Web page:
The European Parliament in Strasbourg, with an unexpectedly large majority, agreed to the new European Commission under the leadership of Committee President Ursula von der Leyen. Its committee received the approval of 461 MEPs, against 157 votes against and 89 abstentions. That 461 is considerably more than the 383 votes that Von der Leyen received earlier this year in her own election as president.
At the time, her own election was a piece of cake, thanks to the support of a few dozen conservative Eastern European MEPs, and despite the abstentions and opposing votes of a few dozen Social Democrats and Liberals. The lack of support at the time was mainly a sign of disapproval of the choice of the heads of state who had turned the back of the Spitzen candidate system of the European Parliament. This time the three coalition parties voted in favor almost unanimously, with the support of some twenty European Conservatives.
The Greens abstained. They wanted to vote against the Commission because of the appointment of controversial French and Hungarian candidates, and they wanted to vote in favor because of the challenging Environment and Climate Policy. United Left, British Brexiteers, conservative nationalists and Italian, Spanish and German right-wing extremists voted against it.
In her speech to parliament, Von der Leyen called the fight against climate change an existential challenge for this new European Commission. A 'Green Deal' to get Europe climate neutral by 2050 is therefore desperately needed and she called the Dutch commissioner “Frans Timmermans the right person to get this done”.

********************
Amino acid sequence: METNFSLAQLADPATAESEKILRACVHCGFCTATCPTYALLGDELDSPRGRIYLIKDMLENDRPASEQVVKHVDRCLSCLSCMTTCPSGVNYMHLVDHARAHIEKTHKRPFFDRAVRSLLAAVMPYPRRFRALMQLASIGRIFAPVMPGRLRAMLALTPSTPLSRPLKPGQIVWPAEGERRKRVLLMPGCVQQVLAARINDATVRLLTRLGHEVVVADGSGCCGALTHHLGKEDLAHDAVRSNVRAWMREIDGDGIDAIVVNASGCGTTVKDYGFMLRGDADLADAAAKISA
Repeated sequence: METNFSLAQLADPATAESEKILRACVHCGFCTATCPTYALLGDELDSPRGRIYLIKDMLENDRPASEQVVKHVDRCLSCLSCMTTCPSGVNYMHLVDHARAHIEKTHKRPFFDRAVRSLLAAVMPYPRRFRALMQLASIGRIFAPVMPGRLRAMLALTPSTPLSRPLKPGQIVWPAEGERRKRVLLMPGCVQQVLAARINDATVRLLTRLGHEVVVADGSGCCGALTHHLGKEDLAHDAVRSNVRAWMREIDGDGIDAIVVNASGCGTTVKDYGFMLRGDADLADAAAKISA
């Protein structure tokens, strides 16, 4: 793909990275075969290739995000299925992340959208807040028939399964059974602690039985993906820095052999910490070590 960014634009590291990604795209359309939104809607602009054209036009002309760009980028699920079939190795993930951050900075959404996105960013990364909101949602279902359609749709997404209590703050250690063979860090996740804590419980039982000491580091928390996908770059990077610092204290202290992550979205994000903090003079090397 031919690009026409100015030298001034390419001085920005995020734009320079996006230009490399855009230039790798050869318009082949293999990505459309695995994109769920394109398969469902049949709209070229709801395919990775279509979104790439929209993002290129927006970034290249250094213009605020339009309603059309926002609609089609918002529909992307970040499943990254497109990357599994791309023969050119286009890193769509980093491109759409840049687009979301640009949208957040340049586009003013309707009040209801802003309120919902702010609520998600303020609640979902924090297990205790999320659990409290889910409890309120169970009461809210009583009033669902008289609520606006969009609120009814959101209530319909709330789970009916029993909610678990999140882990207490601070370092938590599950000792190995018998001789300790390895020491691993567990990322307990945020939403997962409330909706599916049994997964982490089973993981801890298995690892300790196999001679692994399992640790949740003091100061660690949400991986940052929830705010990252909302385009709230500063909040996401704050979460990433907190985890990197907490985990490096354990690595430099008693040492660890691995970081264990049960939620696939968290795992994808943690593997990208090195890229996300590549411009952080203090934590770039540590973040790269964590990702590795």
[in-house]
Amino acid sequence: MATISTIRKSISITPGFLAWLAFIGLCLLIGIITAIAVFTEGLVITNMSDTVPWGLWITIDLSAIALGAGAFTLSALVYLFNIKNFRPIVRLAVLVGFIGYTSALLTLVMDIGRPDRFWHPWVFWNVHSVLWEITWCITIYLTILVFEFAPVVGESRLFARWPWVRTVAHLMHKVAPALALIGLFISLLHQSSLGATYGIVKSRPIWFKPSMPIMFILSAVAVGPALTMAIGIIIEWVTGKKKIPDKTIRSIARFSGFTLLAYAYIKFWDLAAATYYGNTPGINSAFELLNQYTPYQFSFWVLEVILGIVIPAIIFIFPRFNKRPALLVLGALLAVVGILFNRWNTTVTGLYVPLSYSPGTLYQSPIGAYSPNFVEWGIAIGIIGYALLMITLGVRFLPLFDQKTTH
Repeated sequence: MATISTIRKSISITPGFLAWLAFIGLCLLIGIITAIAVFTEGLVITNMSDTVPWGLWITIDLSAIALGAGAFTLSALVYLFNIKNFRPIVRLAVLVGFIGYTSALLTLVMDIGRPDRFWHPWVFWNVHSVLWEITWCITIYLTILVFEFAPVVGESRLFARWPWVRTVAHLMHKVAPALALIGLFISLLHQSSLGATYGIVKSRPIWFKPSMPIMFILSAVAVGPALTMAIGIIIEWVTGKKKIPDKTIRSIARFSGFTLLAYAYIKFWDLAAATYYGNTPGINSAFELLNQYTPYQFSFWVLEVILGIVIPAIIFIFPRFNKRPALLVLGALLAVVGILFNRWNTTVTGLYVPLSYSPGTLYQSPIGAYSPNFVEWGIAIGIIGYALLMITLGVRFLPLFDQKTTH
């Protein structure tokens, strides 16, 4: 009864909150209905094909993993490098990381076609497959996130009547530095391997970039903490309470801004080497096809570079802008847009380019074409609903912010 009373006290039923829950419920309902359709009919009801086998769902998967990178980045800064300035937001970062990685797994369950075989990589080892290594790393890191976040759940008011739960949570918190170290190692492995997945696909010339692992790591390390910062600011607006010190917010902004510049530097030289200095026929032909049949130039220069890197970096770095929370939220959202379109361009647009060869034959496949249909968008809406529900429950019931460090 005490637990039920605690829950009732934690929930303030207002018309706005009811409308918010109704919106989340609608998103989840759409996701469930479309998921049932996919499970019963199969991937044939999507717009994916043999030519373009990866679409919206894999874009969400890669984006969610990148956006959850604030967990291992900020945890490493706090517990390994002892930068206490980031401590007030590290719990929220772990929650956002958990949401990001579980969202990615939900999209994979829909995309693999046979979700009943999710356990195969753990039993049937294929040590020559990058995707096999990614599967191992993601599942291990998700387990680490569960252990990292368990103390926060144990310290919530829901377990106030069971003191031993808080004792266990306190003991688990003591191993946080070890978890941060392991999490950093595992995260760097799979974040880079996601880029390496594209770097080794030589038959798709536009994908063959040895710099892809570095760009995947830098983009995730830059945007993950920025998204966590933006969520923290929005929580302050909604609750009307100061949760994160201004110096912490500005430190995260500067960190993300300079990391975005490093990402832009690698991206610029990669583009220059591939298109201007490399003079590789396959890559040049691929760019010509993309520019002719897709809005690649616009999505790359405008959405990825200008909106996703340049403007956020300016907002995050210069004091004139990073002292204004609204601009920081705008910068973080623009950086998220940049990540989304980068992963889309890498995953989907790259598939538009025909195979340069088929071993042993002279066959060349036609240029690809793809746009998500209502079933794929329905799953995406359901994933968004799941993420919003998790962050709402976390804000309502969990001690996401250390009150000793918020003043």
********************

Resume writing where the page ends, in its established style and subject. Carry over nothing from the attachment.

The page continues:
The Green Deal is our new growth strategy that should create new jobs, technologies, clean energy, fewer emissions and global standards "for the benefit of citizens," said Von der Leyen. This requires "massive investment". Its "geopolitical" committee will therefore work for the "better global order that European citizens want". She wants Europe to bieden more counterweight to the superpowers US, Russia and China.
There are also many ambitions in the field of digitization and data protection. The fact that Europeans' personal data ends up in the US with every click is not a good condition. “It's about us drafting the rules. That is an absolute priority. "
With regard to migration and asylum, it is necessary to end the stalemate between the EU countries, according to Von der Leyen. She stressed the need to reform the asylum system in a solidarity-oriented way and with stronger external borders. "But Europe will always host people who need international protection," she said.
She said she realized that in many cases the policy plans now announced can and must result in a real revolution. The conservative and nationalist groups have already said that it was precisely against this committee that they voted against.
In anticipation of the forthcoming negotiations on the multi-annual budget (2021 - 2027), Von der Leyen told her critics that today's Europe is no longer the same as that of seven years ago, and that European citizens can expect the EU to stop in seven years is the same as today.